That’s a mouthful, but every one of those words are chosen carefully and that’s a good statement. The church doesn’t get, neither do you get to draw a target around your own marriage. You’ve got to follow the maker’s manual. We need to hear what Mary said to the guests and to the host at the wedding in Cana. Remember what Mary said? Whatever he says to you, do it. So let’s come back to Ephesians 5:22-33. Now we haven’t got into the thick of the text yet and we won’t until the next time we’re together, but we have sought to answer the why question. We tend to answer three questions when it comes to marriage. Why, how, what? What is it? How do we pull it off? And how do we love each other? But what about the why? Why does it exist? What is God’s design and purpose for marriage?
We’ll see before we’re done here in Ephesians 5:32, that one of the purposes of marriage is to project and reflect the love that Christ has for his bride, the church. Before there was a marriage between Adam and Eve, there was a marriage in the mind and heart of God between Christ and his bride, the church. And that’s what Paul tells us here. I want to tell you marriage is a great mystery, but he doesn’t leave us hanging in suspense. And the mystery is that every marriage is a reflection of Christ’s love for his church. Hold that thought. But every human being by virtue of being a human created by God is to love God, that’s their primary obligation. You have a primary obligation in life and that’s to glorify the God who made you for his glory. Revelation 4:11, everything exists for his glory and for his praise.
And if that’s the case, then if you’re going to glorify God, if you’re going to love God, you need to align your desires to his desire, align your will to his will. And if that’s true for life in general, it’s true for sex and marriage in particular. What is the creator’s will in marriage? And that’s what we’re seeking to answer here. What are the purposes God established for marriage? I like the story of General Ulysses Grant going to Scotland and while he was there he was introduced to a game called golf. He had never played it, never seen it. So this particular man wanted to introduce Ulysses Grant to the game and so he teed up the ball and he took a swing out and completely missed. He did it again and completely missed. The third time he missed, the ball hit the ground. The only thing flying through the air was a claw of dirt. And this went on for a little bit and then Ulysses Grant said this, there seems to be a fair amount of exercise in the game, but I fail to see the purpose of the ball.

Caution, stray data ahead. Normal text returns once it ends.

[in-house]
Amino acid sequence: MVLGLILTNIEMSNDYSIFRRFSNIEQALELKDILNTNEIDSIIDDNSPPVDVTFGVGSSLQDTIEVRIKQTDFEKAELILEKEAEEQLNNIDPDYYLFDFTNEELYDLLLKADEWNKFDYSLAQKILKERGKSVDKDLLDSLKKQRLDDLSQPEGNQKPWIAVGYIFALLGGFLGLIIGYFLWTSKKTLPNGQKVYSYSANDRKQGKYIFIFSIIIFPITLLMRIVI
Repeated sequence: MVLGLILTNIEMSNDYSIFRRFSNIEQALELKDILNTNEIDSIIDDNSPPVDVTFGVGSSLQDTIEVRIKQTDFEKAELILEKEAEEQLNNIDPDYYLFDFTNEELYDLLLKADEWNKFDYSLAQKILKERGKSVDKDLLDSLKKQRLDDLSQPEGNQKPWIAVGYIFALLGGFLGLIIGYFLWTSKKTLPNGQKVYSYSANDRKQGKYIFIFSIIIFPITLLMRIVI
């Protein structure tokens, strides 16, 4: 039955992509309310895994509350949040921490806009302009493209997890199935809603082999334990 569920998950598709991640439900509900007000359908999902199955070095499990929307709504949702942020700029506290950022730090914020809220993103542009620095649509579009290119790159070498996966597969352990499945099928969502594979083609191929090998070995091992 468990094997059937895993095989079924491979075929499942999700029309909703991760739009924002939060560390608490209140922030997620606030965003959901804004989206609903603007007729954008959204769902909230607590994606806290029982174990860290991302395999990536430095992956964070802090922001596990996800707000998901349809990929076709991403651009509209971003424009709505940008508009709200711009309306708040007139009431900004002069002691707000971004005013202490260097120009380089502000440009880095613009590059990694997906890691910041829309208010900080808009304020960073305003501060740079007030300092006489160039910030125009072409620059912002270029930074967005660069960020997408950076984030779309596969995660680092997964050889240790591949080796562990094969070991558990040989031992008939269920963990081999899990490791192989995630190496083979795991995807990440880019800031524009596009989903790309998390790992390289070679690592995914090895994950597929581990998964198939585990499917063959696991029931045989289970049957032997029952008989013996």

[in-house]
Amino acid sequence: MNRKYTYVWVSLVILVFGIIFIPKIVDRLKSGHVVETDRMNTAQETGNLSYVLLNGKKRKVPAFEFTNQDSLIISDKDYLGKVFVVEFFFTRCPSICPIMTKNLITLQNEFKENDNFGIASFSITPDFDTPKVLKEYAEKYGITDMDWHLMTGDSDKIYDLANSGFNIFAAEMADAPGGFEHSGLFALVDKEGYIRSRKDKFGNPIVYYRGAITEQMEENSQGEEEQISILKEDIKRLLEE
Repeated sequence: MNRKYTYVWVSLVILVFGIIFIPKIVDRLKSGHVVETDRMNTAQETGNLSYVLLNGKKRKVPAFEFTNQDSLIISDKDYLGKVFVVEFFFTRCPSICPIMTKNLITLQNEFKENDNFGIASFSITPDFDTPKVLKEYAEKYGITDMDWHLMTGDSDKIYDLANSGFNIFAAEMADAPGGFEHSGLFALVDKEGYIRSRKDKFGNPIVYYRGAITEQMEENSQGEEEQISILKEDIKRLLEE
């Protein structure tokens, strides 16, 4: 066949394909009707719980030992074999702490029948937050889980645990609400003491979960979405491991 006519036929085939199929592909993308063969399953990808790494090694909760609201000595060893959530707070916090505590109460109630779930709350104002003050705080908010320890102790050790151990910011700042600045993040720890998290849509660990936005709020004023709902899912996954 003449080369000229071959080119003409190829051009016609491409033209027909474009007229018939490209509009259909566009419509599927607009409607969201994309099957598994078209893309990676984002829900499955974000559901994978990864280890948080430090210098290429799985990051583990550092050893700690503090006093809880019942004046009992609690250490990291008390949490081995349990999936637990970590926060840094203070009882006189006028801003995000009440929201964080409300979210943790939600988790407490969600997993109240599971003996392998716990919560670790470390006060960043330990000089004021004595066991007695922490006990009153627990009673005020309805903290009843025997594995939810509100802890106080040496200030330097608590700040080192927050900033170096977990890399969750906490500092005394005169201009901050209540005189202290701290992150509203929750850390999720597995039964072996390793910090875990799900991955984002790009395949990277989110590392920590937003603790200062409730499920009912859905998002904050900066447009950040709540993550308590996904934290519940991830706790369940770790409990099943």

Well, we want you to understand what the purpose of marriage is, what God designed it for. Now we looked at partnership and prosperity last week. It’s not good that man should be alone so God made it for him a comparable helper that together in partnership they might fill the earth and tend the garden, basically do the will of God. Then we looked at prosperity. The first institution was marriage. The first school is the home. The first hospital is the home. The first government is the home. The home is the building block of society. And when society regulate marriage and honor marriage the way God has intended for all people, then societies prosper. If children obey their parents, it tends to go well with them. Ephesians 6:3. Now we’re coming to a third purposes where you want to start writing again, partnership, prosperity, number three, procreation.